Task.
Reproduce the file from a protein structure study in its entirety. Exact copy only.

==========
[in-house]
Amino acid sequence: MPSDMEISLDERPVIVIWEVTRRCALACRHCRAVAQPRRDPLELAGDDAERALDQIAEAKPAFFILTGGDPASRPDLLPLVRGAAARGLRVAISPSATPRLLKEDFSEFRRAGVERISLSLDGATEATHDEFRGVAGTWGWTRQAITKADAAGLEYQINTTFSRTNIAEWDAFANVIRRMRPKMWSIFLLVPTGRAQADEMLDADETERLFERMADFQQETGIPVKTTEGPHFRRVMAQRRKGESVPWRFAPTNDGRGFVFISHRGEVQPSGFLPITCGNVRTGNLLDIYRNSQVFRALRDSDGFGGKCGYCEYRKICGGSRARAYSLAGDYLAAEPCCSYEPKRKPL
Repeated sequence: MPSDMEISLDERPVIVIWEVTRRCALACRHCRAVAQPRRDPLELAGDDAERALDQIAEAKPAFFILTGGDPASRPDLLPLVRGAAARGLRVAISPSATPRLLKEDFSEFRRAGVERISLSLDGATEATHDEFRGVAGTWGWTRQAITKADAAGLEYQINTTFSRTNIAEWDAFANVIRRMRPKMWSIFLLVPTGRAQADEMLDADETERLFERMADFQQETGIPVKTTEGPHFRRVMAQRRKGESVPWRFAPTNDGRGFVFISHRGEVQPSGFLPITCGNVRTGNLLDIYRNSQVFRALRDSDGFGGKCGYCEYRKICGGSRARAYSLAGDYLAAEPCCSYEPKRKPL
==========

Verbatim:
[in-house]
Amino acid sequence: MPSDMEISLDERPVIVIWEVTRRCALACRHCRAVAQPRRDPLELAGDDAERALDQIAEAKPAFFILTGGDPASRPDLLPLVRGAAARGLRVAISPSATPRLLKEDFSEFRRAGVERISLSLDGATEATHDEFRGVAGTWGWTRQAITKADAAGLEYQINTTFSRTNIAEWDAFANVIRRMRPKMWSIFLLVPTGRAQADEMLDADETERLFERMADFQQETGIPVKTTEGPHFRRVMAQRRKGESVPWRFAPTNDGRGFVFISHRGEVQPSGFLPITCGNVRTGNLLDIYRNSQVFRALRDSDGFGGKCGYCEYRKICGGSRARAYSLAGDYLAAEPCCSYEPKRKPL
Repeated sequence: MPSDMEISLDERPVIVIWEVTRRCALACRHCRAVAQPRRDPLELAGDDAERALDQIAEAKPAFFILTGGDPASRPDLLPLVRGAAARGLRVAISPSATPRLLKEDFSEFRRAGVERISLSLDGATEATHDEFRGVAGTWGWTRQAITKADAAGLEYQINTTFSRTNIAEWDAFANVIRRMRPKMWSIFLLVPTGRAQADEMLDADETERLFERMADFQQETGIPVKTTEGPHFRRVMAQRRKGESVPWRFAPTNDGRGFVFISHRGEVQPSGFLPITCGNVRTGNLLDIYRNSQVFRALRDSDGFGGKCGYCEYRKICGGSRARAYSLAGDYLAAEPCCSYEPKRKPL